Physical expressions like waving, pointing, touching and slouching are all forms of nonverbal communication. The study of body movement and expression is known as kinesics. Humans move their bodies when communicating because, as research has shown,[citation needed] it helps "ease the mental effort when communication is difficult." Physical expressions reveal many things about the person using them. For example, gestures can emphasize a point or relay a message, posture can reveal boredom or great interest, and touch can convey encouragement or caution.[5]

  • A chess player in deep concentration.
    One of the most basic and powerful body-language signals is when a person crosses his or her arms across the chest.[6] This could indicate that a person is putting up an unconscious barrier between themselves and others. However, it can also indicate that the person's arms are cold, which would be clarified by rubbing the arms or huddling. When the overall situation is amicable, it can mean that a person is thinking deeply about what is being discussed, but in a serious or confrontational situation, it can mean that a person is expressing opposition.[7] This is especially so if the person is leaning away from the speaker. A harsh or blank facial expression often indicates outright hostility.
  • Consistent eye contact can indicate that a person is thinking positively of what the speaker is saying. It can also mean that the other person doesn't trust the speaker enough to "take their eyes off" the speaker. Lack of eye contact can indicate negativity. On the other hand, individuals with anxiety disorders are often unable to make eye contact without discomfort. Eye contact can also be a secondary and misleading gesture because cultural norms about it vary widely. If a person is looking at you, but is making the arms-across-chest signal, the eye contact could be indicative that something is bothering the person, and that he wants to talk about it. Or if while making direct eye contact, a person is fiddling with something, even while directly looking at you, it could indicate that the attention is elsewhere.[citation needed]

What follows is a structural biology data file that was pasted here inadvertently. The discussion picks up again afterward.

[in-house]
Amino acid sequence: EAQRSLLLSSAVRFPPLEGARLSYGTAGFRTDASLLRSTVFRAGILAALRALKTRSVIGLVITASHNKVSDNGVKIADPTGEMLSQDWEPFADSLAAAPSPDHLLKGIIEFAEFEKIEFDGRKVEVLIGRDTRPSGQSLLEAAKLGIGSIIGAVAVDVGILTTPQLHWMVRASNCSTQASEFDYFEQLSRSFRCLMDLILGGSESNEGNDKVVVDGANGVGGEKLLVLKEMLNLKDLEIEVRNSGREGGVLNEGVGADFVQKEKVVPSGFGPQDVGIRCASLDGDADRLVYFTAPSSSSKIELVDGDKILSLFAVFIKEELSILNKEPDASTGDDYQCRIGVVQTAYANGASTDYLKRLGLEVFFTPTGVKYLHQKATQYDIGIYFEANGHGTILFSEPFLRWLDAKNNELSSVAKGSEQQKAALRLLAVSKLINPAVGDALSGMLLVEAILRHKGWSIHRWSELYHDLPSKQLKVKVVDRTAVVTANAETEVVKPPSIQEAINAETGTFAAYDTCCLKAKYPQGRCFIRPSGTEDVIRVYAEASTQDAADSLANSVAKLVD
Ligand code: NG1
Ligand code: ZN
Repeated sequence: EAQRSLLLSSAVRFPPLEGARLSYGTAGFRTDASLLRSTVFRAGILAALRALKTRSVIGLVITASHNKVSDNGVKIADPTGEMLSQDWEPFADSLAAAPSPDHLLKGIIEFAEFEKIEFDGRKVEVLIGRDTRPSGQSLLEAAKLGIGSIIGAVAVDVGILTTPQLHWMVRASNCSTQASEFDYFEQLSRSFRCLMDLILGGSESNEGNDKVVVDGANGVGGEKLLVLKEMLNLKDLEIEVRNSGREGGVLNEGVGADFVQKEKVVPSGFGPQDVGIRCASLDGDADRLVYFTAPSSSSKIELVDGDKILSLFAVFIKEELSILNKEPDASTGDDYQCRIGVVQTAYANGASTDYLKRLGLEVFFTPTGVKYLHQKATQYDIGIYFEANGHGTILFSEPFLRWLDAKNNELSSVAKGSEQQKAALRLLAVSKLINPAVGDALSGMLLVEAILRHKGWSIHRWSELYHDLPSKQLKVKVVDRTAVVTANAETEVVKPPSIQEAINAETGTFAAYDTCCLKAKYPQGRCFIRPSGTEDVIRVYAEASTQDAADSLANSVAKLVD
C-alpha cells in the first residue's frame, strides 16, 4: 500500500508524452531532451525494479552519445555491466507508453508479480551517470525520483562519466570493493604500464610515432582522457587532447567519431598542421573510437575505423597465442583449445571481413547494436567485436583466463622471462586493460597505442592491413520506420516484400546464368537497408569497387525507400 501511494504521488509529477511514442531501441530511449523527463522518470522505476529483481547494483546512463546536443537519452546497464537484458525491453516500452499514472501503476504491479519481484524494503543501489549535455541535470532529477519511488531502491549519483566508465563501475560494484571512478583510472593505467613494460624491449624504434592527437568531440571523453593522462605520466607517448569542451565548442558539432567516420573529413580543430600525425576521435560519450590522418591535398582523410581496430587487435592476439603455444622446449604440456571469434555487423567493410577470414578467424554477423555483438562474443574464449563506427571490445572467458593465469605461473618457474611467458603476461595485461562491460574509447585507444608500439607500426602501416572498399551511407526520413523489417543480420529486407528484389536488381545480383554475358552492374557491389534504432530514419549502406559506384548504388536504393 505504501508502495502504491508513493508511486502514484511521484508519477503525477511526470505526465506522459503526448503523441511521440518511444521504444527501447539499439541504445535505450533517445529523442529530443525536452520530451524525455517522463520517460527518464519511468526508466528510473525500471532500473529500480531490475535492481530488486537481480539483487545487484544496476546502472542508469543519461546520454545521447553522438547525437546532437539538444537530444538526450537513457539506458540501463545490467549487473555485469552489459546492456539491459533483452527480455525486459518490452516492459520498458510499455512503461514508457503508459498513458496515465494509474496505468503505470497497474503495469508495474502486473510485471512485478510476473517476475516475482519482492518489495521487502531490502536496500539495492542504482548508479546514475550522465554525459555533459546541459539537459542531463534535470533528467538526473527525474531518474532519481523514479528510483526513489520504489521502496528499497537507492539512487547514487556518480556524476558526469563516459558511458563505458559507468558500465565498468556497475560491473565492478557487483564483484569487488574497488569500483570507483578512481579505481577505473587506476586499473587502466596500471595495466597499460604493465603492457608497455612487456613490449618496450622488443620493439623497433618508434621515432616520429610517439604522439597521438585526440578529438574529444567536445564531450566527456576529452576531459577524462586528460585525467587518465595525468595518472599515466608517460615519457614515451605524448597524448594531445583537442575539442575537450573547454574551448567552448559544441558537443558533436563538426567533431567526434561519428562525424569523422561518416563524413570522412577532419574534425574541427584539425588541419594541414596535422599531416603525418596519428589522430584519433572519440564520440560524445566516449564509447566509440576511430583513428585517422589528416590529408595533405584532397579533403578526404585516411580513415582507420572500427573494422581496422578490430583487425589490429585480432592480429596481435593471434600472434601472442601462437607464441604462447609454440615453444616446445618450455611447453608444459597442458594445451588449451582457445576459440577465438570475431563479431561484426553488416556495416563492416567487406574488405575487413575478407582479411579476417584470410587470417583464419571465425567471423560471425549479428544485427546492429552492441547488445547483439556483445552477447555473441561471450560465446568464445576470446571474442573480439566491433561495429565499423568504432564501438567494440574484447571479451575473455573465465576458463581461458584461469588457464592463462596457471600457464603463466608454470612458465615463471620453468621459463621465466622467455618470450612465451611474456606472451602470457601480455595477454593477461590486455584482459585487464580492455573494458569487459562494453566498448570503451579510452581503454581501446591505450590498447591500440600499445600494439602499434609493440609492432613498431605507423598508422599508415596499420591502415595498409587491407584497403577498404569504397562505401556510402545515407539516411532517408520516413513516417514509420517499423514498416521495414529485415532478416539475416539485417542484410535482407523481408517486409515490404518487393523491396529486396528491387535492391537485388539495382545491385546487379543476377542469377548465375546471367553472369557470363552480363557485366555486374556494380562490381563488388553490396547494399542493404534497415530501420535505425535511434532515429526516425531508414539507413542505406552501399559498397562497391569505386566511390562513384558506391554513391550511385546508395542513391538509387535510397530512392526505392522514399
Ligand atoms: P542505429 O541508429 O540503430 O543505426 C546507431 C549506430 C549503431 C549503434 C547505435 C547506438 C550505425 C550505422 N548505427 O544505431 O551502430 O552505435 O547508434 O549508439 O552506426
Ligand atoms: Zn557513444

• Disbelief is often indicated by averted gaze, or by touching the ear or scratching the chin. When a person is not being convinced by what someone is saying, the attention invariably wanders, and the eyes will stare away for an extended period.[citation needed]
  • Boredom is indicated by the head tilting to one side, or by the eyes looking straight at the speaker but becoming slightly unfocused. A head tilt may also indicate a sore neck, trust or a feeling of safety (part of the neck becomes uncovered, hence vulnerable; It's virtually impossible to tilt our head in front of someone we don't trust or are scared of) or Amblyopia, and unfocused eyes may indicate ocular problems in the listener.[citation needed]
  • Interest can be indicated through posture or extended eye contact, such as standing and listening properly.[citation needed]
  • Excessive blinking, or the absence of blinking, may be an indicator of lying.[8]

Some people use and understand body language differently.[citation needed] Interpreting their gestures and facial expressions (or lack thereof) in the context of normal body language usually leads to misunderstandings and misinterpretations (especially if body language is given priority over spoken language). It should also be stated that people from different cultures can interpret body language in different ways. For example, in parts of Italy, a straightened index finger placed in the middle of the cheek and rotated is seen as an indication of praise (Giddens, Duneier, Appelbaum, and Carr 110).

Prevalence of non-verbal communication in humans[edit]

James Borg states that human communication consists of 93 percent body language and paralinguistic clues, while only 7 percent of communication consists of words themselves;[9] however, Albert Mehrabian, the researcher whose 1960s work is the source of these statistics, has stated that this is a misunderstanding of the findings[10] (see Misinterpretation of Mehrabian's rule). Albert Mehrabian found "that the verbal component of a face-to-face conversation is less than 35% and that over 65% of communication is done non-verbally".[11]